Although, like every other anti-spam solution, ZEROSPAM didn't reduce the spam to zero, at 0.07% (or a block rate of 99.93%) it came pretty close. It did have some false positives in both corpora, which denied the product a VBSpam+ award, but yet another VBSpam award is well deserved.

 

Spamhaus DBL

SC rate: 39.22%
FP rate: 0.00%
Final score: 39.22
Project Honey Pot SC rate: 49.93%
Abusix SC rate: 26.77%
Newsletters FP rate: 0.0%

Spamhaus ZEN

SC rate: 96.82%
FP rate: 0.00%
Final score: 96.82
Project Honey Pot SC rate: 94.78%
Abusix SC rate: 99.20%
Newsletters FP rate: 0.0%

Spamhaus ZEN+DBL

SC rate: 97.82%
FP rate: 0.00%
Final score: 97.82
Project Honey Pot SC rate: 96.54%
Abusix SC rate: 99.31%
Newsletters FP rate: 0.0%

In this test, the various DNS blacklists provided by The Spamhaus Project stopped fewer emails in their tracks than they did in January – in particular, domain-based blocking became less effective – but such changes tend to say as much about the ever-changing spam landscape as they do about the product. With no false positives, it remains the case that the inclusion of a blacklist like Spamhaus could be a great first layer in many a spam filter.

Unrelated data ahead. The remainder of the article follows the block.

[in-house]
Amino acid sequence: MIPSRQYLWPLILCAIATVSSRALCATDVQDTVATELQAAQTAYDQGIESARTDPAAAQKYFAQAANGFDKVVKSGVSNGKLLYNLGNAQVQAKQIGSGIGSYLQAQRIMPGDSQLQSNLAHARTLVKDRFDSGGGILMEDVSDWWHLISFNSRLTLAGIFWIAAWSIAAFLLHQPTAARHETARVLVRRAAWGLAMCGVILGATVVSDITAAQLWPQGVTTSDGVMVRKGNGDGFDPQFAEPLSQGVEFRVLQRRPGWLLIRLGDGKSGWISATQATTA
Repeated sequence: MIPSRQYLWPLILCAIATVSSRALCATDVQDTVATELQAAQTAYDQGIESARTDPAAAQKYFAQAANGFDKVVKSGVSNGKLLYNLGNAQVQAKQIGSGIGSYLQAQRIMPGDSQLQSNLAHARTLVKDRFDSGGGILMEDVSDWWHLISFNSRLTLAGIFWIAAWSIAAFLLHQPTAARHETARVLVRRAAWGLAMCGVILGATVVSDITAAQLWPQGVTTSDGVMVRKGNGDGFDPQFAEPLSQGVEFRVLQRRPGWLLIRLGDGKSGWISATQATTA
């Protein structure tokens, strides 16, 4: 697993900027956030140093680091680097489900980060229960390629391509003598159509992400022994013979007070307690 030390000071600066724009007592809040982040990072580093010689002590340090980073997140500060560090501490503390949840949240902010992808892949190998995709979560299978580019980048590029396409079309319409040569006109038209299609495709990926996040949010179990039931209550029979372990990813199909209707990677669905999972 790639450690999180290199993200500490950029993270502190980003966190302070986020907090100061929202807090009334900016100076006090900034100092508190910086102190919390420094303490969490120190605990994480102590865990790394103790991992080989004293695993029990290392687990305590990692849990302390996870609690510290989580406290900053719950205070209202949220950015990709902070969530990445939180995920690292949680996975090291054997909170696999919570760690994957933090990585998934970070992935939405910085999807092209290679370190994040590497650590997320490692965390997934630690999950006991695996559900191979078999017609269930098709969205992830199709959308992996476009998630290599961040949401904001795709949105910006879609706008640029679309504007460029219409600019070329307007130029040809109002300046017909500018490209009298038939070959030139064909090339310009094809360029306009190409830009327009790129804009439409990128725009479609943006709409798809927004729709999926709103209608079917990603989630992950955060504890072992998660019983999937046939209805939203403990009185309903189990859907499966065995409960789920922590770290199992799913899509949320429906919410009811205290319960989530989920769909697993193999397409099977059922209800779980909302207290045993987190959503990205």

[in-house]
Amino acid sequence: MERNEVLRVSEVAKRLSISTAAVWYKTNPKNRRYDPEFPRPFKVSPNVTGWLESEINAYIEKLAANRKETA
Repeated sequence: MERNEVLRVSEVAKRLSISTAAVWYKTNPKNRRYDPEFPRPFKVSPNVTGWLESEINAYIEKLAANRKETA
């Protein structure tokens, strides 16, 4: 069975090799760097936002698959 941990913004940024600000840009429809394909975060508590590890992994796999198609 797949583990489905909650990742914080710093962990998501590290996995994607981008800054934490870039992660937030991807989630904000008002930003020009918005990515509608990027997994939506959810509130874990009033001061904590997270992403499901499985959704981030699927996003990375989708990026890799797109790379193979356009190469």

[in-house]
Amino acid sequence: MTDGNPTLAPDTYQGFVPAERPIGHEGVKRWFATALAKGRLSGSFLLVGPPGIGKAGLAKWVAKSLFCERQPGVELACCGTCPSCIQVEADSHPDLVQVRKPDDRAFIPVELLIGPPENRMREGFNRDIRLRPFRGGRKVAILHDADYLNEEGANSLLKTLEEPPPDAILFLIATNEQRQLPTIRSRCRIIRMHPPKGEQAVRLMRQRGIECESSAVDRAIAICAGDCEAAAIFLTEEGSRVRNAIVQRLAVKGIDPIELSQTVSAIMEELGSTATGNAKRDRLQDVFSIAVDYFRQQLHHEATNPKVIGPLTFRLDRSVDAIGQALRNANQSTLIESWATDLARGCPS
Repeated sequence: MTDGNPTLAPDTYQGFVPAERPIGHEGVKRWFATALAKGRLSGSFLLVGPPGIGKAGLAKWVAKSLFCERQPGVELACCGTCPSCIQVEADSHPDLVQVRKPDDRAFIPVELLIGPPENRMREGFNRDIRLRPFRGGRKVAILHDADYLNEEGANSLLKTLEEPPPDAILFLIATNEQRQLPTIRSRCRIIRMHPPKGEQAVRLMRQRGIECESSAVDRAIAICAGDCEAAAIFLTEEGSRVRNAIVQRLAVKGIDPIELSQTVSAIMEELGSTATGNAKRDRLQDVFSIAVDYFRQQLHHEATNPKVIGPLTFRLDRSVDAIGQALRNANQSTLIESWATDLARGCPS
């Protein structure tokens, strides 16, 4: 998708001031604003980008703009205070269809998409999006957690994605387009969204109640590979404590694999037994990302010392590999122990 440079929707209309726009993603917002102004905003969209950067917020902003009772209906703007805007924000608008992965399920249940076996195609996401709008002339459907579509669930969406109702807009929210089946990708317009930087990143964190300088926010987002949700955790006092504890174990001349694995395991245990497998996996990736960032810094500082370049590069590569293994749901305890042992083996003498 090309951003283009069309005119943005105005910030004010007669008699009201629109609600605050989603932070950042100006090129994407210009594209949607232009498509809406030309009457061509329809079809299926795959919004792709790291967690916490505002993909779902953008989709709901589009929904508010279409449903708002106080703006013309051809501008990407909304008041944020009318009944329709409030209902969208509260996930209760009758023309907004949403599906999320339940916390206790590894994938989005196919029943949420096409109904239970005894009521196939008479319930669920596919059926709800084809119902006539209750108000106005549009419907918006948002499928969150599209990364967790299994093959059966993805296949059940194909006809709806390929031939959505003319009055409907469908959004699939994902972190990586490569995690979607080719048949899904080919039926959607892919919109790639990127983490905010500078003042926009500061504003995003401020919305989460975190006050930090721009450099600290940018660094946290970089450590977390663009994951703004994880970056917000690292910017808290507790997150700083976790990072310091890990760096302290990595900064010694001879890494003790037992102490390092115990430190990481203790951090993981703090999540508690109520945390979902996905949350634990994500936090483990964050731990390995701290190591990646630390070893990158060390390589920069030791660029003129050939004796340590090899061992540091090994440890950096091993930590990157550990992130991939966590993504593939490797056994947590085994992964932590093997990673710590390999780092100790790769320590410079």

Results tables

 vbspam0316-table1.jpg

 

vbspam0316-table2.jpg

 

vbspam0316-table3.jpg

 

vbspam0316-table4.jpg

 

VBSpam-quad-March16.jpg

 

Conclusion

We were pleased to see that the high catch rates of the last test were, if not repeated, at least approached again. The billions of people who use email every day have good reason to feel well protected by this important part of a layered security model.

The next VBSpam test will run in April and May 2016, with the results scheduled for publication in May. Developers interested in submitting products, or who want to know more about how Virus Bulletin can help their company measure or improve its spam filter performance, should email martijn.grooten@virusbtn.com.